Kentucky Man Sentenced To Prison For Engaging In A Child Exploitation Enterprise
CHARLOTTE, N.C. – A member of a highly sophisticated, global child exploitation enterprise dedicated to the sexual exploitation of children was sentenced to prison today.
Acting Assistant Attorney General Kenneth A. Blanco of the Justice Department’s Criminal Division; U.S. Attorney Jill Westmoreland Rose of the Western District of North Carolina; Special Agent in Charge John A. Strong of the FBI’s Charlotte, North Carolina, Division; Special Agent in Charge Amy Hess of the FBI’s Louisville, Kentucky, Division made the announcement.
David Lynn Browning, 47, of Wooton, Kentucky, was sentenced to 240 months in prison for engaging in a child exploitation enterprise, along with a lifetime term of supervised release. U.S. District Judge Richard L. Voorhees of the Western District of North Carolina imposed the sentence. Browning pleaded guilty on Dec. 18, 2015, and has remained in the custody of the U.S. Marshals Service since his arrest on July 29, 2015.
According to admissions made in connection with the plea, Browning acted as the global moderator of a highly-sophisticated global enterprise dedicated to the sexual exploitation of children, organized via a members-only website that operated on the Tor anonymity network, through which he and more than 150,000 other members authored and viewed tens of thousands of postings relating to sexual abuse of children as young as infants and toddlers. According to admissions, Browning was heavily involved in the day-to-day operations of the website – including managing membership, developing and enforcing strict rules and deleting website content that did not depict or discuss child pornography. Browning also admitted to spending hundreds of hours logged in to the website – authoring more than 1,000 postings, and designing the website logo. In addition, Browning admitted that website members employed advanced technological means in order to undermine law enforcement’s attempts to identify them, including the use of a hidden service on the Tor anonymity network and elaborate file encryption.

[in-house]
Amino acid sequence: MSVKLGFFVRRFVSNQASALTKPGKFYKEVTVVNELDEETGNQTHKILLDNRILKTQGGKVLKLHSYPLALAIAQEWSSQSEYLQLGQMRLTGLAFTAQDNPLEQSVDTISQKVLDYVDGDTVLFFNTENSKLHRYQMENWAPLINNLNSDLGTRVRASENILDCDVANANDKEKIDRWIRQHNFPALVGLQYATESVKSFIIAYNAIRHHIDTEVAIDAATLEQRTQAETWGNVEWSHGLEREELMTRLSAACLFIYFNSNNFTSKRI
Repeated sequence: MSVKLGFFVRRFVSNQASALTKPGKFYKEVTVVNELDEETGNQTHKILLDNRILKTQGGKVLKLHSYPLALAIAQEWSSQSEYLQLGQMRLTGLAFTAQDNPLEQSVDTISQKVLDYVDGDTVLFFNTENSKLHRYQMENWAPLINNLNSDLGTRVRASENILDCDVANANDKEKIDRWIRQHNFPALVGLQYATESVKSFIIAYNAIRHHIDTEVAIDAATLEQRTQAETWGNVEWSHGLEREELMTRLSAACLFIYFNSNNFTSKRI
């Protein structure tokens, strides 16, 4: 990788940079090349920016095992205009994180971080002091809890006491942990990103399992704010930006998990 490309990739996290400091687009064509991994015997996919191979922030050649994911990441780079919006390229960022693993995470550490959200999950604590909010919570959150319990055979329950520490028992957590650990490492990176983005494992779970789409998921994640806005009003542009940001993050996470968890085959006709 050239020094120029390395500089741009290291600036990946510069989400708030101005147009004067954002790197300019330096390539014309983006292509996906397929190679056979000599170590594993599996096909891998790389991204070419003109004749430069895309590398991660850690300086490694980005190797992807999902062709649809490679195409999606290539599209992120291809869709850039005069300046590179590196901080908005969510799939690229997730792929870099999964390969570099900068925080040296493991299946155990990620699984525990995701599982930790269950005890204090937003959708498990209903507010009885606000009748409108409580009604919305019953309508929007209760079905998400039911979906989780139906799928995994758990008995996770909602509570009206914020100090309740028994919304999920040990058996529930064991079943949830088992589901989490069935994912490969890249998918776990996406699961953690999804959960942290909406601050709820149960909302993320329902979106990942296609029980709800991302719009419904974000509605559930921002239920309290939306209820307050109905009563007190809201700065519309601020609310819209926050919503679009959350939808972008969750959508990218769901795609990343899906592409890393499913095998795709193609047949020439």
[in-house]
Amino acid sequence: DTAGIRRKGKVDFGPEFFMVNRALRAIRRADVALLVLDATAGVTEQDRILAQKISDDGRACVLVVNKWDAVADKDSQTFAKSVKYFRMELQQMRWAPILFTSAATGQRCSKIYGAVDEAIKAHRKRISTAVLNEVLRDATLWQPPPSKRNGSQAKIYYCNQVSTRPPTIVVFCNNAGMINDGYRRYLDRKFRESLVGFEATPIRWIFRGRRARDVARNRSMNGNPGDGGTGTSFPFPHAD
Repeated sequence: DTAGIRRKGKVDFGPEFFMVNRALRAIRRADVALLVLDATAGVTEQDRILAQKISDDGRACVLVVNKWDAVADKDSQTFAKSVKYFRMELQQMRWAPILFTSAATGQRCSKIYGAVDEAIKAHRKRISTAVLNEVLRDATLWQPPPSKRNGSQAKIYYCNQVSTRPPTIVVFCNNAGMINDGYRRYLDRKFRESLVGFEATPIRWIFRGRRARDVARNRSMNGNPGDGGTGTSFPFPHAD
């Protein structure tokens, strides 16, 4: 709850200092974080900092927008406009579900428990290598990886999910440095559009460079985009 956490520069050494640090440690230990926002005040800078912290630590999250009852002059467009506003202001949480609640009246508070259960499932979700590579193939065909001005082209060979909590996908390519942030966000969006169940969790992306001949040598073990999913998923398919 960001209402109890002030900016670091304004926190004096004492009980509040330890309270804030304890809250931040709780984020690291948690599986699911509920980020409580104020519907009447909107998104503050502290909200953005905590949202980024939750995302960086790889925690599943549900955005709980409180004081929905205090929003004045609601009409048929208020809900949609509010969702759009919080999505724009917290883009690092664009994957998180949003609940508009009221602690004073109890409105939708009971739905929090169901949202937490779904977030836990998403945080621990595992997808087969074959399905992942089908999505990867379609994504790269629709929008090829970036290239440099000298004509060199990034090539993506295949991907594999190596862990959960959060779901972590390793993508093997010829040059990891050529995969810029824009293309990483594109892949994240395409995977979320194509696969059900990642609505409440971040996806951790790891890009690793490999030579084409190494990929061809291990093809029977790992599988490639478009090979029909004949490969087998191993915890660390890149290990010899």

On Sept. 16, 2016, a federal jury convicted co-defendant and lead administrator of the site, Steven W. Chase, 57, of Naples, Florida, of engaging in a child exploitation enterprise and related charges. A sentencing date for Chase has not yet been set. On Jan. 12, 2017, co-defendant and co-administrator of the site, Michael Fluckiger, 46, of Portland, Indiana, was sentenced to 240 months in prison for engaging in a child exploitation enterprise, along with lifetime supervised release.
As a result of the ongoing investigation, at least 51 alleged hands-on abusers have been prosecuted and 55 American children who were subjected to sexual abuse have been successfully identified or rescued.
The FBI’s Violent Crimes Against Children Section, Major Case Coordination Unit and Digital Analysis and Research Center investigated the case with assistance from the FBI’s Charlotte, Louisville, Tampa and Boston, Field Offices. Trial Attorney Reginald E. Jones of the Criminal Division’s Child Exploitation and Obscenity Section (CEOS) and Assistant U.S. Attorney Cortney Randall of the Western District of North Carolina prosecuted the case.
This case was brought as part of Project Safe Childhood, a nationwide initiative to combat the growing epidemic of child sexual exploitation and abuse launched in May 2006 by the Department of Justice. Led by U.S. Attorneys’ Offices and CEOS, Project Safe Childhood marshals federal, state and local resources to better locate, apprehend and prosecute individuals who exploit children via the Internet, as well as to identify and rescue victims. For more information about Project Safe Childhood, please visit www.justice.gov/psc.